"I like it when you're happy to see me." Elise cocked her head to the side, her painted purple lips in a lopsided smile.

Eoiran shook his head. "So did you come to see me, or do you need something?" Straightforward she noted approvingly. Perfect.

"I need something," Elise admitted. "But, I have time."

"Honest. That's nice."

"I do it for you."

Eoiran rolled his eyes playfully. "Thank you. So what do you need?"

"I can wait." Elise rebuked, shaking her head.

The corner's of Eoiran's mouth turned up. "How 'bout you ask, and I answer, while we dance." Elise looked at him with amusement dancing in her eyes as she took his outstretched hand.

Eioran led her to the middle of the floor. "Show me how to do it again. Human dancing is weird."

Elise laughed and guided one of Eoiran's hands to her waist, the other she intertwined with her own. "Just sway." She told him as he looked down at his feet, confused. "Have you told your father yet?"

"What? That I'm dating a witch?" Eioran looked at Elise guiltily. "No."

Elise looked at him with penetrating eyes. "Okay." She said simply and moved on.

"I need to know who Kilden is," Elise informed Eoiran, looking up at him, watching his eyes darken. He subconsciously pulled her a little closer.

"He was a Faerie who murdered a werewolf child in cold blood." Eoiran answered her, his voice strained.

"There's more to it than that. There has to be." Elise pushed, unsatisfied with his answer.

Eoiran hesitated, his eyes boring into hers. "He was next in line for the throne." He revealed to her, clenching his jaw.

Evy furrowed her eyebrows. "But that would make him-"

"My brother." Eoiran growled.

Suddenly, with the intense look of fury that Eoiran had, Elise realized just how terrifying Faeries could be.

"But what happened? Why would he give that up?"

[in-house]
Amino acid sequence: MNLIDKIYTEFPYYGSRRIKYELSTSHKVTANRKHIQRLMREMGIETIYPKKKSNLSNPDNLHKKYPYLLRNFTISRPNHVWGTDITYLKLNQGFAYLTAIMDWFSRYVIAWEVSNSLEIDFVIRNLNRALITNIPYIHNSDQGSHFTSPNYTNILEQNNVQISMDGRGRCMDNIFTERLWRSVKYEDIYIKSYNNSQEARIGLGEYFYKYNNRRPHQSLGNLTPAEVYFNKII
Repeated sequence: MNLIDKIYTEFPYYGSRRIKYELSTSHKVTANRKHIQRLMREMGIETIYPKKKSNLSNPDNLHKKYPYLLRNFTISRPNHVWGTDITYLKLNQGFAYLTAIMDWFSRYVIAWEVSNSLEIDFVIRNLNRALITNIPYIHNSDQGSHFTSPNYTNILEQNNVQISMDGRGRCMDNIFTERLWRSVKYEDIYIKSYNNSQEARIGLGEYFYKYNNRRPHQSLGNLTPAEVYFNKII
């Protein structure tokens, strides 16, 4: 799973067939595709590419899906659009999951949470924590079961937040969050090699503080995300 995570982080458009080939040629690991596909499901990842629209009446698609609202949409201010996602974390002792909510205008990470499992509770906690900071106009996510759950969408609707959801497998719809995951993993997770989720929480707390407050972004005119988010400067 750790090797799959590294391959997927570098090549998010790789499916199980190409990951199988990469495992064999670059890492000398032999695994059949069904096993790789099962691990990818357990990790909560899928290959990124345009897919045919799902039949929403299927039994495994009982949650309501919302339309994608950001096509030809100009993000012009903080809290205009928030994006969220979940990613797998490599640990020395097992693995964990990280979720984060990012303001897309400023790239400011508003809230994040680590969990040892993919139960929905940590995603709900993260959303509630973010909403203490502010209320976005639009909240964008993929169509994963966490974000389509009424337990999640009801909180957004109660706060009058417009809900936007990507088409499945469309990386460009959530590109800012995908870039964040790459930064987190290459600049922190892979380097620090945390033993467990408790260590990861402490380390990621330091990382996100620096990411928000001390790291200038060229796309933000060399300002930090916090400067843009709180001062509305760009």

"I don't know. He broke the law, and my father banished him. As revenge, he murdered a child." Eoiran shook his head and closed his eyes. "For fun." He said in disgust.

The hand that didn't grip Eoiran's, brushed across his face. Elise ran her thumb along his cheekbone.

"He knew that the pack would blame my father for being unable to control his son."

"It wasn't his fault."

"Everyone is looking for someone to blame, El." Eoiran disclosed.

Elise thought for a second, looking evenly into his eyes. "I think he murdered someone else."

Much to Elise's surprise, Eoiran didn't look shocked. "Who?"

"A man named Atticus Green." Elise told him, looking around at the faces next to them. They looked unconcerned by their conversation, too wrapped up in the night to care. "He was a local business owner. A nice man. Even I liked him."

Eoiran frowned. "I have no idea why he would kill a human. He thinks they're below Faeries. He'd get no gratification from it."

Elise gave Eoiran an almost worried look. "He wasn't human. He was Fae. A rouge I guess."

"What makes you think it was Kilden?" Eioran wasn't defensive, just curious.

Elise let go of Eoiran's hand and reached into a secret pocket of her dress. She pulled out a piece of rolled parchment, a blue piece of string wrapped around it. "I found this at the crime scene. My father didn't notice it."

Eoiran let go of Elise's waist and grabbed the paper from her, slipping the string off.

"Dear Kilden," He read.

"I miss you dearly. The stars have finally burned out, and the stream rises."

Love, Iasekh

19 Sep. 2019

Eoiran looked at Elise, amber eyes burning like the sun. "The person who wrote this: Iasekh, is dead. Has been for ten years."

January 16, 2020 20:53

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Dale Lehman
14:45 Jan 23, 2020

An intriguing combination of hard-boiled detectives and fantasy world. There's a lot going on here that I'd like to explore further. In a way, it's almost too much for a short story, and the conclusion left me hanging a little: who is this Iasekh, anyway? That's not necessarily a bad thing, though. This could be a jumping-off point for a novel!


16:01 Jan 23, 2020

Thank you! For your interest, and your criticism.